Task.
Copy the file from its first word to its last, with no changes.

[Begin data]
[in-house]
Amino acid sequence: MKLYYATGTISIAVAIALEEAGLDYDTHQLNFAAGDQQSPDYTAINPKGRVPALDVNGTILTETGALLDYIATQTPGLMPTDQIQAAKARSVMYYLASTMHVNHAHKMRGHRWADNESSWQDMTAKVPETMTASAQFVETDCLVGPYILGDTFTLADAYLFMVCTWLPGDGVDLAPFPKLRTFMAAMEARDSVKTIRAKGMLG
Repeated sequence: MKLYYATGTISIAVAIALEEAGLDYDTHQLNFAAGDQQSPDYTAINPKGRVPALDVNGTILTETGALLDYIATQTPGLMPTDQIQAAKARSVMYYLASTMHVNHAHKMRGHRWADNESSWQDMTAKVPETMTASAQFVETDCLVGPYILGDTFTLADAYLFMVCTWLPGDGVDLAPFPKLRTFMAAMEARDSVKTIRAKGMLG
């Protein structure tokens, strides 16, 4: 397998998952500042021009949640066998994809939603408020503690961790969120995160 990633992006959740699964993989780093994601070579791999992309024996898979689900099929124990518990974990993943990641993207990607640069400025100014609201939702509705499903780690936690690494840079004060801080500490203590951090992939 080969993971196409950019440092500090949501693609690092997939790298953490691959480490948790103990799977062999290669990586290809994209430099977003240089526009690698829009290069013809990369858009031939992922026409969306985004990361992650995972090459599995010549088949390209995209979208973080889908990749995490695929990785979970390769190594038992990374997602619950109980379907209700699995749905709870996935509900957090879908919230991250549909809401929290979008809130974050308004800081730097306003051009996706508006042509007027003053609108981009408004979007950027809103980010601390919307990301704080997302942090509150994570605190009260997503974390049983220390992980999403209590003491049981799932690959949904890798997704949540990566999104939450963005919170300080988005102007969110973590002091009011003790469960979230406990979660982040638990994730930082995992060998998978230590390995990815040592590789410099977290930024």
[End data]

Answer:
[in-house]
Amino acid sequence: MKLYYATGTISIAVAIALEEAGLDYDTHQLNFAAGDQQSPDYTAINPKGRVPALDVNGTILTETGALLDYIATQTPGLMPTDQIQAAKARSVMYYLASTMHVNHAHKMRGHRWADNESSWQDMTAKVPETMTASAQFVETDCLVGPYILGDTFTLADAYLFMVCTWLPGDGVDLAPFPKLRTFMAAMEARDSVKTIRAKGMLG
Repeated sequence: MKLYYATGTISIAVAIALEEAGLDYDTHQLNFAAGDQQSPDYTAINPKGRVPALDVNGTILTETGALLDYIATQTPGLMPTDQIQAAKARSVMYYLASTMHVNHAHKMRGHRWADNESSWQDMTAKVPETMTASAQFVETDCLVGPYILGDTFTLADAYLFMVCTWLPGDGVDLAPFPKLRTFMAAMEARDSVKTIRAKGMLG
């Protein structure tokens, strides 16, 4: 397998998952500042021009949640066998994809939603408020503690961790969120995160 990633992006959740699964993989780093994601070579791999992309024996898979689900099929124990518990974990993943990641993207990607640069400025100014609201939702509705499903780690936690690494840079004060801080500490203590951090992939 080969993971196409950019440092500090949501693609690092997939790298953490691959480490948790103990799977062999290669990586290809994209430099977003240089526009690698829009290069013809990369858009031939992922026409969306985004990361992650995972090459599995010549088949390209995209979208973080889908990749995490695929990785979970390769190594038992990374997602619950109980379907209700699995749905709870996935509900957090879908919230991250549909809401929290979008809130974050308004800081730097306003051009996706508006042509007027003053609108981009408004979007950027809103980010601390919307990301704080997302942090509150994570605190009260997503974390049983220390992980999403209590003491049981799932690959949904890798997704949540990566999104939450963005919170300080988005102007969110973590002091009011003790469960979230406990979660982040638990994730930082995992060998998978230590390995990815040592590789410099977290930024």